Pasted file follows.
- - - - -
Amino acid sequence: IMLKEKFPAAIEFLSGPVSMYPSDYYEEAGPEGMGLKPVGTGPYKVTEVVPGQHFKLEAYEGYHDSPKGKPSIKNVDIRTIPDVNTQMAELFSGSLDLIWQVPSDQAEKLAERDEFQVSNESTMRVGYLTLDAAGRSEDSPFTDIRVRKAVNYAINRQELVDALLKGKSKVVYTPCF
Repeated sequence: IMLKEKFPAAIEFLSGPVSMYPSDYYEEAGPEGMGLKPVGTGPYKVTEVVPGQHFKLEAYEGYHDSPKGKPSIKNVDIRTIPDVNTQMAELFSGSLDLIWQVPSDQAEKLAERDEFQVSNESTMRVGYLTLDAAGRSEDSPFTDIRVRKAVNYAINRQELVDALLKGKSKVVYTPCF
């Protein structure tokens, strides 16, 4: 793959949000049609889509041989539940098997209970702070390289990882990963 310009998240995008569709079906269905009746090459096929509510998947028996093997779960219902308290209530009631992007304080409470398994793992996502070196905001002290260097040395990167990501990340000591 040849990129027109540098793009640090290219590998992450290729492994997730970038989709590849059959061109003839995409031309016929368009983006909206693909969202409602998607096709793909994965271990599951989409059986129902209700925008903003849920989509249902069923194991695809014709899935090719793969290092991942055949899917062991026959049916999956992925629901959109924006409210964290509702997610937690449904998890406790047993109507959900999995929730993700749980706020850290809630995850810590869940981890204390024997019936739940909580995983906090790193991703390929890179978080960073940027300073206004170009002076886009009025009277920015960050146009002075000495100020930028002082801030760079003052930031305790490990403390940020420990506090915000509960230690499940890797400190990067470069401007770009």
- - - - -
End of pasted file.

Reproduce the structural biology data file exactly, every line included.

Amino acid sequence: IMLKEKFPAAIEFLSGPVSMYPSDYYEEAGPEGMGLKPVGTGPYKVTEVVPGQHFKLEAYEGYHDSPKGKPSIKNVDIRTIPDVNTQMAELFSGSLDLIWQVPSDQAEKLAERDEFQVSNESTMRVGYLTLDAAGRSEDSPFTDIRVRKAVNYAINRQELVDALLKGKSKVVYTPCF
Repeated sequence: IMLKEKFPAAIEFLSGPVSMYPSDYYEEAGPEGMGLKPVGTGPYKVTEVVPGQHFKLEAYEGYHDSPKGKPSIKNVDIRTIPDVNTQMAELFSGSLDLIWQVPSDQAEKLAERDEFQVSNESTMRVGYLTLDAAGRSEDSPFTDIRVRKAVNYAINRQELVDALLKGKSKVVYTPCF
């Protein structure tokens, strides 16, 4: 793959949000049609889509041989539940098997209970702070390289990882990963 310009998240995008569709079906269905009746090459096929509510998947028996093997779960219902308290209530009631992007304080409470398994793992996502070196905001002290260097040395990167990501990340000591 040849990129027109540098793009640090290219590998992450290729492994997730970038989709590849059959061109003839995409031309016929368009983006909206693909969202409602998607096709793909994965271990599951989409059986129902209700925008903003849920989509249902069923194991695809014709899935090719793969290092991942055949899917062991026959049916999956992925629901959109924006409210964290509702997610937690449904998890406790047993109507959900999995929730993700749980706020850290809630995850810590869940981890204390024997019936739940909580995983906090790193991703390929890179978080960073940027300073206004170009002076886009009025009277920015960050146009002075000495100020930028002082801030760079003052930031305790490990403390940020420990506090915000509960230690499940890797400190990067470069401007770009």